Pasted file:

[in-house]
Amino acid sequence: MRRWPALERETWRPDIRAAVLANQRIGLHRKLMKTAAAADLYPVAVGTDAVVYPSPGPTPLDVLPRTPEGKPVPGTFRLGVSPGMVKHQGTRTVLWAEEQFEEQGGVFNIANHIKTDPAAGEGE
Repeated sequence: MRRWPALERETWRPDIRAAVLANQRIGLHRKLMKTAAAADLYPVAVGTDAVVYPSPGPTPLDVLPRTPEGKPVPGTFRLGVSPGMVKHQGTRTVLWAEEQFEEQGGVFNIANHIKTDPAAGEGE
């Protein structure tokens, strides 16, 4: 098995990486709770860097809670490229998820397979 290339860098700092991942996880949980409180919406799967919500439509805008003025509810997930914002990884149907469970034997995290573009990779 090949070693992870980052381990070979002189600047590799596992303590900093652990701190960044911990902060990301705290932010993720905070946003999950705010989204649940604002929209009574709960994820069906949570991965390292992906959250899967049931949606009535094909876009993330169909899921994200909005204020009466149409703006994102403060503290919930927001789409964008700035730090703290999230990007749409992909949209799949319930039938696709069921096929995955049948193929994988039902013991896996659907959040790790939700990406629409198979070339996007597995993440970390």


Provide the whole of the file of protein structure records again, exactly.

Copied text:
[in-house]
Amino acid sequence: MRRWPALERETWRPDIRAAVLANQRIGLHRKLMKTAAAADLYPVAVGTDAVVYPSPGPTPLDVLPRTPEGKPVPGTFRLGVSPGMVKHQGTRTVLWAEEQFEEQGGVFNIANHIKTDPAAGEGE
Repeated sequence: MRRWPALERETWRPDIRAAVLANQRIGLHRKLMKTAAAADLYPVAVGTDAVVYPSPGPTPLDVLPRTPEGKPVPGTFRLGVSPGMVKHQGTRTVLWAEEQFEEQGGVFNIANHIKTDPAAGEGE
């Protein structure tokens, strides 16, 4: 098995990486709770860097809670490229998820397979 290339860098700092991942996880949980409180919406799967919500439509805008003025509810997930914002990884149907469970034997995290573009990779 090949070693992870980052381990070979002189600047590799596992303590900093652990701190960044911990902060990301705290932010993720905070946003999950705010989204649940604002929209009574709960994820069906949570991965390292992906959250899967049931949606009535094909876009993330169909899921994200909005204020009466149409703006994102403060503290919930927001789409964008700035730090703290999230990007749409992909949209799949319930039938696709069921096929995955049948193929994988039902013991896996659907959040790790939700990406629409198979070339996007597995993440970390």